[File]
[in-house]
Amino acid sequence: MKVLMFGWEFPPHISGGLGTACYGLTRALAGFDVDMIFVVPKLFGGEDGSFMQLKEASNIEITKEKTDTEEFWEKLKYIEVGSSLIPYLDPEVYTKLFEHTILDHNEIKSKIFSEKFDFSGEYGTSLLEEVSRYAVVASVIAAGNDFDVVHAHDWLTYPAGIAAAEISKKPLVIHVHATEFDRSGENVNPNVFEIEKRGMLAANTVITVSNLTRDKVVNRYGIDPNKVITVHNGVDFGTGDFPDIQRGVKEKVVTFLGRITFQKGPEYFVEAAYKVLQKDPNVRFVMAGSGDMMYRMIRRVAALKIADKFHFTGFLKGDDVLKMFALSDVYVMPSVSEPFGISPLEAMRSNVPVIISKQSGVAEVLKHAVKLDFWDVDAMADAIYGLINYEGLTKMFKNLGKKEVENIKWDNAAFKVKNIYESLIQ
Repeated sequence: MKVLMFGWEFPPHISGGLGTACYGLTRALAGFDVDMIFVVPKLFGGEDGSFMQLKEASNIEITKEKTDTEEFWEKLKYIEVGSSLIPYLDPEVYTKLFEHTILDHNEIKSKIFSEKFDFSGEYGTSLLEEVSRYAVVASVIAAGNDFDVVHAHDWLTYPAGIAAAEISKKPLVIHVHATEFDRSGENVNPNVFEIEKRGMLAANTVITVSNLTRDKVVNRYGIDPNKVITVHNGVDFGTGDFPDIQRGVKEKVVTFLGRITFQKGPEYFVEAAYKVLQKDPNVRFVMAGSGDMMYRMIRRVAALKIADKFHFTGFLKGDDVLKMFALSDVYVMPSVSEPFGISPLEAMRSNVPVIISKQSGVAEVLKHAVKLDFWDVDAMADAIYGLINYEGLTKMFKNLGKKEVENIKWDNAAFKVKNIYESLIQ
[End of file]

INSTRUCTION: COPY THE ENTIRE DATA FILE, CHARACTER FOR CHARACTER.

[in-house]
Amino acid sequence: MKVLMFGWEFPPHISGGLGTACYGLTRALAGFDVDMIFVVPKLFGGEDGSFMQLKEASNIEITKEKTDTEEFWEKLKYIEVGSSLIPYLDPEVYTKLFEHTILDHNEIKSKIFSEKFDFSGEYGTSLLEEVSRYAVVASVIAAGNDFDVVHAHDWLTYPAGIAAAEISKKPLVIHVHATEFDRSGENVNPNVFEIEKRGMLAANTVITVSNLTRDKVVNRYGIDPNKVITVHNGVDFGTGDFPDIQRGVKEKVVTFLGRITFQKGPEYFVEAAYKVLQKDPNVRFVMAGSGDMMYRMIRRVAALKIADKFHFTGFLKGDDVLKMFALSDVYVMPSVSEPFGISPLEAMRSNVPVIISKQSGVAEVLKHAVKLDFWDVDAMADAIYGLINYEGLTKMFKNLGKKEVENIKWDNAAFKVKNIYESLIQ
Repeated sequence: MKVLMFGWEFPPHISGGLGTACYGLTRALAGFDVDMIFVVPKLFGGEDGSFMQLKEASNIEITKEKTDTEEFWEKLKYIEVGSSLIPYLDPEVYTKLFEHTILDHNEIKSKIFSEKFDFSGEYGTSLLEEVSRYAVVASVIAAGNDFDVVHAHDWLTYPAGIAAAEISKKPLVIHVHATEFDRSGENVNPNVFEIEKRGMLAANTVITVSNLTRDKVVNRYGIDPNKVITVHNGVDFGTGDFPDIQRGVKEKVVTFLGRITFQKGPEYFVEAAYKVLQKDPNVRFVMAGSGDMMYRMIRRVAALKIADKFHFTGFLKGDDVLKMFALSDVYVMPSVSEPFGISPLEAMRSNVPVIISKQSGVAEVLKHAVKLDFWDVDAMADAIYGLINYEGLTKMFKNLGKKEVENIKWDNAAFKVKNIYESLIQ